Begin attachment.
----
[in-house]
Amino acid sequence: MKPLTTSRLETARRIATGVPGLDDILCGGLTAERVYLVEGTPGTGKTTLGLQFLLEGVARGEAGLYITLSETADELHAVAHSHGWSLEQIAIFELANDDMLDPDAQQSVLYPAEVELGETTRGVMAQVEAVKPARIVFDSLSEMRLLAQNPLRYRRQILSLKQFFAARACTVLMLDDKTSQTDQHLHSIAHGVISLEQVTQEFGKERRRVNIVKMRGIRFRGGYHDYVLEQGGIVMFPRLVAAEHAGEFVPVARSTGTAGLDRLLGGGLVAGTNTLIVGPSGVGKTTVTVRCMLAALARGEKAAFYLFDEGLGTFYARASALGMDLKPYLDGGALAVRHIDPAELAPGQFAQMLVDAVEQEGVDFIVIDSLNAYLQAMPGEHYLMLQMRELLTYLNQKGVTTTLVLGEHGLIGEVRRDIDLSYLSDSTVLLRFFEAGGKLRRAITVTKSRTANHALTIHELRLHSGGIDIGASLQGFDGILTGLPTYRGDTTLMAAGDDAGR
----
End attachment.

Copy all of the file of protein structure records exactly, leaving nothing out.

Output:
[in-house]
Amino acid sequence: MKPLTTSRLETARRIATGVPGLDDILCGGLTAERVYLVEGTPGTGKTTLGLQFLLEGVARGEAGLYITLSETADELHAVAHSHGWSLEQIAIFELANDDMLDPDAQQSVLYPAEVELGETTRGVMAQVEAVKPARIVFDSLSEMRLLAQNPLRYRRQILSLKQFFAARACTVLMLDDKTSQTDQHLHSIAHGVISLEQVTQEFGKERRRVNIVKMRGIRFRGGYHDYVLEQGGIVMFPRLVAAEHAGEFVPVARSTGTAGLDRLLGGGLVAGTNTLIVGPSGVGKTTVTVRCMLAALARGEKAAFYLFDEGLGTFYARASALGMDLKPYLDGGALAVRHIDPAELAPGQFAQMLVDAVEQEGVDFIVIDSLNAYLQAMPGEHYLMLQMRELLTYLNQKGVTTTLVLGEHGLIGEVRRDIDLSYLSDSTVLLRFFEAGGKLRRAITVTKSRTANHALTIHELRLHSGGIDIGASLQGFDGILTGLPTYRGDTTLMAAGDDAGR